Matthew J. Metzger is admittedly one of my go to authors. I have read much of his work and have often been a bit awe-struck at his innate ability to delve deeply into the psyche of his ofttimes wounded characters and bring them to life. Many of his novels can be described as gritty—unapologetically realistic and tending to touch on subject matters that can make the reader uncomfortable with their raw look at intimate feelings. However, this latest novel, Married Ones, is a horse of a different color and I have to say it was simply beautiful and left me a bit misty eyed in a very good way.
The story centers on an established couple, Stephen and Mike, who have been together for nine years and married for four. Both are teachers, but come from vastly different backgrounds. Mike is a big guy who freely admits he is fat and enjoys exchanging insults with the love of his life, Stephen, who he calls a “grumpy thin git.” Mike is a working class success, having achieved his degree and become a successful biology teacher who is loved by his very proud family. Stephen, on the other hand, comes from money—lots of old money– and while he, too, is a successful Ph.D. now teaching history, his parents could not be more disapproving-–particularly of Mike and their marriage.
In Married Ones we become a part of Mike and Stephen’s summer break and the six weddings they must attend—most of which are immediate family and the few odd friends. Those occasions could not be more different as we swing from the cold, sterile wedding of Stephen’s estranged twin to the warm and incredibly beautiful marriage of Mike’s mom to the man who had become, over the years, his stepdad for all intents and purposes. I have to say right here that the toast Mike gives his Mom and Leonard is absolutely hands down the biggest tearjerker moment of this novel. Metzger wrote some beautiful passages in this book and that is certainly one of them.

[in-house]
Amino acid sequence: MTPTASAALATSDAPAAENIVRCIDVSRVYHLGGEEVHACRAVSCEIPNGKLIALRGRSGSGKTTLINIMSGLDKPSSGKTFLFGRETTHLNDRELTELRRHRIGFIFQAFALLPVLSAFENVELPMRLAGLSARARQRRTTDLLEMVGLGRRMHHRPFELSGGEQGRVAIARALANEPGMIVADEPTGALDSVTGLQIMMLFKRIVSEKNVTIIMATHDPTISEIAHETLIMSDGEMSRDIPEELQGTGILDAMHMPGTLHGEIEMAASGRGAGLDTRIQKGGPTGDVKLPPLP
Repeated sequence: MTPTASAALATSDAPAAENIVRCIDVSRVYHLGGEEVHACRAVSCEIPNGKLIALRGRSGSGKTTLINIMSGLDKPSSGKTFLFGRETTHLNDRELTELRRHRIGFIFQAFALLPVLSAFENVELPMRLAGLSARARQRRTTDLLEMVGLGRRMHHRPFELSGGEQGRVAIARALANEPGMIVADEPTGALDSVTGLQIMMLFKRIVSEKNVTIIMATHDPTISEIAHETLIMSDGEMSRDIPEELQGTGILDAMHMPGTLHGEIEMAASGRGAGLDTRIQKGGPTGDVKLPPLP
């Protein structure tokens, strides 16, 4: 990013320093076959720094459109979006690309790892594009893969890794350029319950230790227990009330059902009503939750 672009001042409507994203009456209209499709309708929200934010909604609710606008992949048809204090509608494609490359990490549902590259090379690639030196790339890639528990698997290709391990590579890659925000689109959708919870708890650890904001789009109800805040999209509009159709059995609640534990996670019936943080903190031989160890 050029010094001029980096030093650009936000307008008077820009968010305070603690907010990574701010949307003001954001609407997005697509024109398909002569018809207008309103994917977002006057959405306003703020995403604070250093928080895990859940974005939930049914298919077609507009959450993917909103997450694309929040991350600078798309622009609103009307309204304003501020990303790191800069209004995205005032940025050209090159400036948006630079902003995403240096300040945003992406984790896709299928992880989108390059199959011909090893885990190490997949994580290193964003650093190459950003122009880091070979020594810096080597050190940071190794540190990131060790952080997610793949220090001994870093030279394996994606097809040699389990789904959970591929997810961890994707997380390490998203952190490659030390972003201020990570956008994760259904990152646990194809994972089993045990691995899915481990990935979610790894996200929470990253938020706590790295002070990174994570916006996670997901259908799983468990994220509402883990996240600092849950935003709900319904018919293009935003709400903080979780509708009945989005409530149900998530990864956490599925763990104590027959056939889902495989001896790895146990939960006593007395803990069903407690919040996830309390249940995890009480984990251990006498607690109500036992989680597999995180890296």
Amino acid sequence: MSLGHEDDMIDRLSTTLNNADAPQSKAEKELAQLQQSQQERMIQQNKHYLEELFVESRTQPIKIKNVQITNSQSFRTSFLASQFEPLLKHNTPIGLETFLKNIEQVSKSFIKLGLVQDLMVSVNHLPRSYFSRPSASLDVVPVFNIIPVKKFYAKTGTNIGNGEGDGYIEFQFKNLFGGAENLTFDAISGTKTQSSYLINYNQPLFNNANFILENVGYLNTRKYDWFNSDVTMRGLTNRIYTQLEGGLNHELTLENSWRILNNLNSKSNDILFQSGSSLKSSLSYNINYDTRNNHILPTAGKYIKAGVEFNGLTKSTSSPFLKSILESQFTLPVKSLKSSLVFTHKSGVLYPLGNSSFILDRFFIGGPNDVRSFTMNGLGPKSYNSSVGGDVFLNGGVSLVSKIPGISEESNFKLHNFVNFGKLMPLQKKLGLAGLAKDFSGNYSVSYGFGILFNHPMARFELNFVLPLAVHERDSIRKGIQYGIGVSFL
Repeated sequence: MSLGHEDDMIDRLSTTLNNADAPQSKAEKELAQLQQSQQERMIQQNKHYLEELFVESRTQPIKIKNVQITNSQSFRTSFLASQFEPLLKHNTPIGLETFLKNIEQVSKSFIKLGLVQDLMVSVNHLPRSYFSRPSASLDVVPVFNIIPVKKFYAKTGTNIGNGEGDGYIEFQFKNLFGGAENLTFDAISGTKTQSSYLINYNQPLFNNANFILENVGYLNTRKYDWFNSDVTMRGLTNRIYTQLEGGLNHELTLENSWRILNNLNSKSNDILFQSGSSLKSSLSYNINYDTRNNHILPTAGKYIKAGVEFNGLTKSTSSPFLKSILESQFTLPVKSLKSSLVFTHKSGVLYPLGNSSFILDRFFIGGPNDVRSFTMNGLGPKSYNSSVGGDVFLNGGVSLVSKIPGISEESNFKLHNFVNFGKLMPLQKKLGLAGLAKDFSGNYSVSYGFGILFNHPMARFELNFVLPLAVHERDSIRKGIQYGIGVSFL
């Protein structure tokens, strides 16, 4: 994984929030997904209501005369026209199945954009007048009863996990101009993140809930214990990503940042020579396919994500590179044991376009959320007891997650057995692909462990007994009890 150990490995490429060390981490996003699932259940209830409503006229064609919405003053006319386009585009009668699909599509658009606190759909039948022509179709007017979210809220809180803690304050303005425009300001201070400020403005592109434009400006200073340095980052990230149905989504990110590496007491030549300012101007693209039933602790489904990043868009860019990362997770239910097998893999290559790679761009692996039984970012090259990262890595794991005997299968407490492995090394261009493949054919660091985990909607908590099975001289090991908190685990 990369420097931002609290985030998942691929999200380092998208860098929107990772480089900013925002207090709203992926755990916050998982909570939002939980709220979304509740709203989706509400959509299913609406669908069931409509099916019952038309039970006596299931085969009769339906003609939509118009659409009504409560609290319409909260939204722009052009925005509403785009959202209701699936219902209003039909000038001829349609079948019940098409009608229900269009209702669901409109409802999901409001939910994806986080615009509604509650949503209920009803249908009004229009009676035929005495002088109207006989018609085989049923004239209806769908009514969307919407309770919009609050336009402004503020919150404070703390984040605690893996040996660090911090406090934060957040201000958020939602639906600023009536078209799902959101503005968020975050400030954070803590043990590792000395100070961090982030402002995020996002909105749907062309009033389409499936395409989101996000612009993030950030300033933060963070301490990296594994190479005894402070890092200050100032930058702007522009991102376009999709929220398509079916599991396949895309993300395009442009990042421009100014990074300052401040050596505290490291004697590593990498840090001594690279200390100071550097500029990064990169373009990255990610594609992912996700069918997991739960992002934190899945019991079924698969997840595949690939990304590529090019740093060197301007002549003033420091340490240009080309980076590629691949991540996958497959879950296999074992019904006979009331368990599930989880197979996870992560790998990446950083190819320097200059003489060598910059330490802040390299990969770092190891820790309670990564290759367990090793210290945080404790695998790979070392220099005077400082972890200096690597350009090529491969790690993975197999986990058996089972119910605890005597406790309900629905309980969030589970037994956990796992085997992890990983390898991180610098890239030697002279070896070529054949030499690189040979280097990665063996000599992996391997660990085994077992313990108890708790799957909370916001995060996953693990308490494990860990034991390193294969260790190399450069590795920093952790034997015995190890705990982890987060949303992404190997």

Married Ones was a “feel good” novel—not the usual fare from this author, but done incredibly well and assuredly a romance many will find just too good to put down. I devoured this book and it has earned a place on my read again shelf for sure. As usual, expect to see most of the LGBTQIA+ spectrum of characters who end up in a Metzger novel and also look for the quiet way the author establishes the sexuality of both his main characters. I loved watching these two together. Mike was an emotional savant; he could read Stephen like a book in all the good ways and knew when to lighten the mood as they awaited critical test results that would map out their future together in a most profound way. I found their fairly constant exchange of insults funny and spot on for the kind of relationship they had and when those key moments of vulnerability would rear their head and we saw just how insecure Mike could be, the repartee between the two became that more precious.
I suppose my only moment of confusion in this novel stems from a comment Mike makes after being asked to be the faculty advisor for a school LGBT group for the students. His response gave me pause and yet looking back I can see why he chose to answer as he did—he saw nothing special about his and Stephen’s relationship, they just were, just themselves and very much in love.
Married Ones is that rare novel that just celebrates love in all its iterations. There is no agenda here—no heavy angst—nothing to prove. This book was simply a window into the lives of two men who love deeply and are committed to each other. It was beautiful and I highly recommend it to you.